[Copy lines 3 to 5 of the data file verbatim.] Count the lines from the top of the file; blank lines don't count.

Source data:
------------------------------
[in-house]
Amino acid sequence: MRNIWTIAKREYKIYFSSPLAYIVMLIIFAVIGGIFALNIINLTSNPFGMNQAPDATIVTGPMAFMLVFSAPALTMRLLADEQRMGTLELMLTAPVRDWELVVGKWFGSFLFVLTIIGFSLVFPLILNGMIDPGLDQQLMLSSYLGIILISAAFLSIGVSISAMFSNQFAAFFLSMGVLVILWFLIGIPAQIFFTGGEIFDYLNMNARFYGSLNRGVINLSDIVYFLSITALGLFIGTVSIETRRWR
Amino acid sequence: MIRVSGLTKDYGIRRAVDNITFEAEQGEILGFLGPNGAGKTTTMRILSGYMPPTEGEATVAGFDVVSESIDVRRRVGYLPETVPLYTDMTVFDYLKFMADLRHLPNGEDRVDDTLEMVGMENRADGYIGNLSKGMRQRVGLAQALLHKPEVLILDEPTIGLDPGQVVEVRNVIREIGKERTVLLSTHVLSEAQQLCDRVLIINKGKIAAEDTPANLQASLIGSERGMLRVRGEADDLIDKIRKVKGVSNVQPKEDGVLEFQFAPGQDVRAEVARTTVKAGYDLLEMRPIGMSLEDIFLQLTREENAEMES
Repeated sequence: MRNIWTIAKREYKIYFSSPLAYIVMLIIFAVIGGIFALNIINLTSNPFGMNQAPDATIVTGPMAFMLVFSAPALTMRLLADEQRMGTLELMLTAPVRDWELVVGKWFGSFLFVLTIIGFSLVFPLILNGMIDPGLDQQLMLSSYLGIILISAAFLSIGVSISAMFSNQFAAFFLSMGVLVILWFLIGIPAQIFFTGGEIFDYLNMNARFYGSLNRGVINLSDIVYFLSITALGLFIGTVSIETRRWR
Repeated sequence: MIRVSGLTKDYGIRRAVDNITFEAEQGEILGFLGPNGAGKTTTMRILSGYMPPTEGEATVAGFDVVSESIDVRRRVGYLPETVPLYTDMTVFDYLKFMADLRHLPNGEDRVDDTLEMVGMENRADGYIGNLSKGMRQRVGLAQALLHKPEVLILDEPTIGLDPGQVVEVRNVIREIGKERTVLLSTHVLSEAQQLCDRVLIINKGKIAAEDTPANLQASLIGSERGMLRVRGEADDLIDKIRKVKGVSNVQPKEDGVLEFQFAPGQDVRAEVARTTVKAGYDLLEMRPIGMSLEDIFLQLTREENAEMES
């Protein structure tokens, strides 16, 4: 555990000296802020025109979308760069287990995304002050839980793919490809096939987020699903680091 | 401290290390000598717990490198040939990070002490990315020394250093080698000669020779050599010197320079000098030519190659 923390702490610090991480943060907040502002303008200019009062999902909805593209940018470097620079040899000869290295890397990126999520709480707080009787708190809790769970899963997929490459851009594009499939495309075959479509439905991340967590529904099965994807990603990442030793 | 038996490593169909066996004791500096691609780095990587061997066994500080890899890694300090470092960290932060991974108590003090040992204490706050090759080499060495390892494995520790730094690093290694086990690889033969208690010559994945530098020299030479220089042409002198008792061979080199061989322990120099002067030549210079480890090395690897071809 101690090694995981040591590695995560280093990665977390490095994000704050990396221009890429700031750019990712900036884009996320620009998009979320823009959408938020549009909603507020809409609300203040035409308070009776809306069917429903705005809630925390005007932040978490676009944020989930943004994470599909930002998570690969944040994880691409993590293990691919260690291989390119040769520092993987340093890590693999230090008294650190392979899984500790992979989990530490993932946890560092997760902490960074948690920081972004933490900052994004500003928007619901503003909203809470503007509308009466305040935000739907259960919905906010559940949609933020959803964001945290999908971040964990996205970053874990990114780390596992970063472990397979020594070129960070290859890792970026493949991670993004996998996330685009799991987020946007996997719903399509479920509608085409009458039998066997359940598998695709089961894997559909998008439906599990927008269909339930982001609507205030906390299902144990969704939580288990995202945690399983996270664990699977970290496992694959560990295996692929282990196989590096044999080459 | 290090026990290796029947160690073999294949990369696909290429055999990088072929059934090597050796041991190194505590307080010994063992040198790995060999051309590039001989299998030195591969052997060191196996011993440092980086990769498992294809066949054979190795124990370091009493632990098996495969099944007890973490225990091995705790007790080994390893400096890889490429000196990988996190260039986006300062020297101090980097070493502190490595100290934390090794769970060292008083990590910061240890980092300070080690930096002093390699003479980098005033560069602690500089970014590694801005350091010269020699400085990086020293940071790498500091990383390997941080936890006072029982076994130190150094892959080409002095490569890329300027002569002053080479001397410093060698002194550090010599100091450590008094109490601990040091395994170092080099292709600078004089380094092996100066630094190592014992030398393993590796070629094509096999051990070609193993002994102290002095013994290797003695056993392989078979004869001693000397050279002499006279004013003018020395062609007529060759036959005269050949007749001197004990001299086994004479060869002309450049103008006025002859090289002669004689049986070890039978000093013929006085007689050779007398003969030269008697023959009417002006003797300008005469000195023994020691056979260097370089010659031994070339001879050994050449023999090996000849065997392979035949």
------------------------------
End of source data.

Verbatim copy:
Amino acid sequence: MIRVSGLTKDYGIRRAVDNITFEAEQGEILGFLGPNGAGKTTTMRILSGYMPPTEGEATVAGFDVVSESIDVRRRVGYLPETVPLYTDMTVFDYLKFMADLRHLPNGEDRVDDTLEMVGMENRADGYIGNLSKGMRQRVGLAQALLHKPEVLILDEPTIGLDPGQVVEVRNVIREIGKERTVLLSTHVLSEAQQLCDRVLIINKGKIAAEDTPANLQASLIGSERGMLRVRGEADDLIDKIRKVKGVSNVQPKEDGVLEFQFAPGQDVRAEVARTTVKAGYDLLEMRPIGMSLEDIFLQLTREENAEMES
Repeated sequence: MRNIWTIAKREYKIYFSSPLAYIVMLIIFAVIGGIFALNIINLTSNPFGMNQAPDATIVTGPMAFMLVFSAPALTMRLLADEQRMGTLELMLTAPVRDWELVVGKWFGSFLFVLTIIGFSLVFPLILNGMIDPGLDQQLMLSSYLGIILISAAFLSIGVSISAMFSNQFAAFFLSMGVLVILWFLIGIPAQIFFTGGEIFDYLNMNARFYGSLNRGVINLSDIVYFLSITALGLFIGTVSIETRRWR
Repeated sequence: MIRVSGLTKDYGIRRAVDNITFEAEQGEILGFLGPNGAGKTTTMRILSGYMPPTEGEATVAGFDVVSESIDVRRRVGYLPETVPLYTDMTVFDYLKFMADLRHLPNGEDRVDDTLEMVGMENRADGYIGNLSKGMRQRVGLAQALLHKPEVLILDEPTIGLDPGQVVEVRNVIREIGKERTVLLSTHVLSEAQQLCDRVLIINKGKIAAEDTPANLQASLIGSERGMLRVRGEADDLIDKIRKVKGVSNVQPKEDGVLEFQFAPGQDVRAEVARTTVKAGYDLLEMRPIGMSLEDIFLQLTREENAEMES